- The Washington Times - Tuesday, November 18, 2008


Conservative economists and budget analysts predict President-elect Barack Obama can turn a seemingly insurmountable budget

deficit into a potential cash windfall for the country in as little as three years.

John F. Cogan, a budget and economic adviser in previous Republican administrations, said preferred bank stock the government is acquiring in the bailout is a tool that may help trim the escalating budget.

“So Obama could inherit a trillion-dollar deficit, but three years from now, when the stock is sold, the budget deficit will look extremely good,” he said.

Initially, however, Mr. Obama will be forced to scale back his tax and spending plans next year because of huge budget deficits arising from the recession and the economic bailout, Mr. Cogan and other experts at the Hoover Institution say.

“He needs to scale back what he’s proposed. It would cost vastly more than he said, and his supposed [tax] revenue would raise a lot less than he claims. So you would have this big increase in the budget deficits,” said Hoover economist Michael J. Boskin, who chaired the Council of Economic Advisers under President George H.W. Bush.

Budget analysts here project that Mr. Obama will be facing a federal budget deficit of about $600 billion when he takes office in two months and that it easily could grow to nearly $1 trillion by the end of the 2009 fiscal year.

“We’ve seen just how hard it is to maintain these pay-as-you-go rules where every additional expenditure needs to be financed with higher taxes. And Senator Obama is going to face exactly that problem, so it will be very hard to finance the kind of change he talked about in his campaign,” said Mr. Cogan, a Hoover scholar and professor on public policy at Stanford University.

These same budget constraints, as well as the weakening economy, also will affect Mr. Obama’s plans to raise taxes on upper-income Americans as well as his promised tax cuts for low-to-middle-income workers, the core of his economic recovery program.

Like Mr. Cogan and other conservative economists at Hoover, Mr. Boskin says he thinks higher tax rates - especially Mr. Obama’s plans to raise taxes on capital gains and dividends - will hurt economic growth.

“It’s hard to conceive of the circumstances where it’s a good thing to raise tax rates, but it’s especially stupid to do it in a recession,” he said.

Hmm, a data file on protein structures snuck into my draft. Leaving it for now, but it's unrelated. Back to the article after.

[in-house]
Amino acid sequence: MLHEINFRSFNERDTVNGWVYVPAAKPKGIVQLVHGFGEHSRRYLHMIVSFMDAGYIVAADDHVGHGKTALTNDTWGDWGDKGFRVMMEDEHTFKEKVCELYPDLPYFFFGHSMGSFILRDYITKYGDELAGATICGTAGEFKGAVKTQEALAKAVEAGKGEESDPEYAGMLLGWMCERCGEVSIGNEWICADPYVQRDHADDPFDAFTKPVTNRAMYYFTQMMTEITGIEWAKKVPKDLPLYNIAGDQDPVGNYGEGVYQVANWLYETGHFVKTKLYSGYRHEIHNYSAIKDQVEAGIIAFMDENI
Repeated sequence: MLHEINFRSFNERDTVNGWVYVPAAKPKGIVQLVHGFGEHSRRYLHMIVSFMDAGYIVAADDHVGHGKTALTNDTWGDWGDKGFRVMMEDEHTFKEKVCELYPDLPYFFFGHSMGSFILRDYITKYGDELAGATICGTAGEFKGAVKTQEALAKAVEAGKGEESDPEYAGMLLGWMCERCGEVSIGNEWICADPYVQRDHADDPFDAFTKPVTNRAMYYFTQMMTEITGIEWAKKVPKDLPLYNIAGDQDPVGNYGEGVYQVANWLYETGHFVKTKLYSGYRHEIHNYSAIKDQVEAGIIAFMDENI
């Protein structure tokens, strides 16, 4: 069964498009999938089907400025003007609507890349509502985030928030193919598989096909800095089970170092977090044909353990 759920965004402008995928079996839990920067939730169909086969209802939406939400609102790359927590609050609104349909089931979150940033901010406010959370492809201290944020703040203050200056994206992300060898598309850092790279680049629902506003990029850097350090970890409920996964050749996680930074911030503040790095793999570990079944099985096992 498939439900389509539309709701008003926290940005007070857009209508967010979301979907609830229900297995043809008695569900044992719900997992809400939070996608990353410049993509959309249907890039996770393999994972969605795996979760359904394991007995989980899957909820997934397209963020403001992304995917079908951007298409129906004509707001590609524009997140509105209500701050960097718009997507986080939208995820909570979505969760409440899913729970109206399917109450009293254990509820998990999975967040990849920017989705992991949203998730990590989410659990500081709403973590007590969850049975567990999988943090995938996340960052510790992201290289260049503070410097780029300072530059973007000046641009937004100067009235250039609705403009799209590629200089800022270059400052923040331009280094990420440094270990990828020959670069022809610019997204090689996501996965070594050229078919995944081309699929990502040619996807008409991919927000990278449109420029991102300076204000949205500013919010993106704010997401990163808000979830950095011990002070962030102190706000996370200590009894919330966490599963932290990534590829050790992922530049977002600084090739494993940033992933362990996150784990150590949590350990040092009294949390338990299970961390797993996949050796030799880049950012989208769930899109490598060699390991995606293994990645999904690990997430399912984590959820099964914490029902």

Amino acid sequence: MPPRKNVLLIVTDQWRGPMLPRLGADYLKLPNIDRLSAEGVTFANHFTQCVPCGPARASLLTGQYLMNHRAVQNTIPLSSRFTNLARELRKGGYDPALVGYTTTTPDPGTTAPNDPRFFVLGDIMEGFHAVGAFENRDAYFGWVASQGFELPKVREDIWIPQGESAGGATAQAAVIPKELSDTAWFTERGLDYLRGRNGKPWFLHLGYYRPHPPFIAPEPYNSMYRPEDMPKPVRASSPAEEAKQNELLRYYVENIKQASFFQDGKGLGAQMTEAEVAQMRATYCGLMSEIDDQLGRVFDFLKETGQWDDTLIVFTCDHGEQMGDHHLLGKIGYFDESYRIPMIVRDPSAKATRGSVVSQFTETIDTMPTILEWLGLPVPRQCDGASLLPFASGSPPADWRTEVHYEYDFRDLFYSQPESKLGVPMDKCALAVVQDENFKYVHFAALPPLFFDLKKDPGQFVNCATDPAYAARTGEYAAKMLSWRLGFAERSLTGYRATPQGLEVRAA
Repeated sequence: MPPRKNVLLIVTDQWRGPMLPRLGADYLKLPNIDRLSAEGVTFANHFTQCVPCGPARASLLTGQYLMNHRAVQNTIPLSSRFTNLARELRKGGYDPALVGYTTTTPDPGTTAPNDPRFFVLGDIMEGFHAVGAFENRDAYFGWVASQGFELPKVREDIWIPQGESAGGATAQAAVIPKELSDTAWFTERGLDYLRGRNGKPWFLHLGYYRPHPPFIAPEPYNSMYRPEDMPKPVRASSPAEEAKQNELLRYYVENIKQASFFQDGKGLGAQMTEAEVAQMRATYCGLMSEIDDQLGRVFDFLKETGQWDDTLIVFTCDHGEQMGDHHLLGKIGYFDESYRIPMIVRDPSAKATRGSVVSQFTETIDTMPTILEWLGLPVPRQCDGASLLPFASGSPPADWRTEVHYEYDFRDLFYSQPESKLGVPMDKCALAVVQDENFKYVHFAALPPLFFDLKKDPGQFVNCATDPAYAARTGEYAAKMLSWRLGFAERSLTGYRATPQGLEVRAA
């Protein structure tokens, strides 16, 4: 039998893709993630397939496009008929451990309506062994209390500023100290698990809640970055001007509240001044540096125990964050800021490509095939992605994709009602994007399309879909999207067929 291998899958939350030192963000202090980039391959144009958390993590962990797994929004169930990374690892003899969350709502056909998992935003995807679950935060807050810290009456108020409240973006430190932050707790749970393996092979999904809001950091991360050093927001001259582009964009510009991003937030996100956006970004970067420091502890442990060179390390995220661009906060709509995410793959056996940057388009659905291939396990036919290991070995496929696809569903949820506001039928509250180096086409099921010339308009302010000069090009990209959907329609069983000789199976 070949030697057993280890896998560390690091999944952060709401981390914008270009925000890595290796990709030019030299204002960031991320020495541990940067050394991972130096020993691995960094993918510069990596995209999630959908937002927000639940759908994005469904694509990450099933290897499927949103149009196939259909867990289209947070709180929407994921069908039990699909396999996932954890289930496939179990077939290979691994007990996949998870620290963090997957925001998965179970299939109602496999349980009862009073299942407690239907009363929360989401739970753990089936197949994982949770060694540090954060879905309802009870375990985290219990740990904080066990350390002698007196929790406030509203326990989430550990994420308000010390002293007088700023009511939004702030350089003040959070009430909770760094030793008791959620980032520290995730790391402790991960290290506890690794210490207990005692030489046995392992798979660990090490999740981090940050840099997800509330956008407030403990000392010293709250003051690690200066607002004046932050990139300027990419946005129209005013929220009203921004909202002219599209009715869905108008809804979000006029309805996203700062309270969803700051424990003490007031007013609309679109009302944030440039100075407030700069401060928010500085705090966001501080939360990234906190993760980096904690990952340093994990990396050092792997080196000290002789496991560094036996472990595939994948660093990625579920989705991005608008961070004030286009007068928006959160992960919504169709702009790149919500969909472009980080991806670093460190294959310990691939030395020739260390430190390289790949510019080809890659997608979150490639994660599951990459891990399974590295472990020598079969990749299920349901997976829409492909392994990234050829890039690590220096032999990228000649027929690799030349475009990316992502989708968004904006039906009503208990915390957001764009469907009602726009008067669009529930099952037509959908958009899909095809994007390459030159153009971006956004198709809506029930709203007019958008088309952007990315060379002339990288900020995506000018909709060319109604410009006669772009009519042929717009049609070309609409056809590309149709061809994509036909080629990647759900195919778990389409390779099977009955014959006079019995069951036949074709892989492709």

Asked if he knew of an example in which raising taxes in a recession had worked and led to an economic recovery, Mr. Boskin said, “I don’t know of one.

“He’s got to deal first with the problems of the economy. It would be wise to put off the rejiggering of the tax code until later. To do anything now that might harm the economy would be economically dangerous and politically foolish,” he said.

Mr. Obama has acknowledged that he will have to re-evaluate his tax and spending proposals to see if any changes may be necessary as a result of the deepening recession and its impact on the deficit and economy. However, he maintained during his campaign that all of his proposals to give tax cuts to 95 percent of all taxpayers, as well as his domestic spending plans, “are paid for,” meaning their cost would be offset by increased tax revenues from higher taxes on the top 5 percent of income earners.

Economists here said that claim did not hold water, though few in the news media questioned its validity during the campaign.

“Even before these large deficit problems from the actions taken in the last year and the worsening budget outlook because of the soft economy, his numbers didn’t come close to adding up anyway,” said Mr. Boskin, who has long been a top economic consultant to major corporations.

“The old saying [is] that presidents propose and Congresses dispose, so I guess you can say that candidates suppose. I think any serious person can say he radically underestimated the cost of his health program [and] greatly exaggerated how much tax revenue he’s going to get.”



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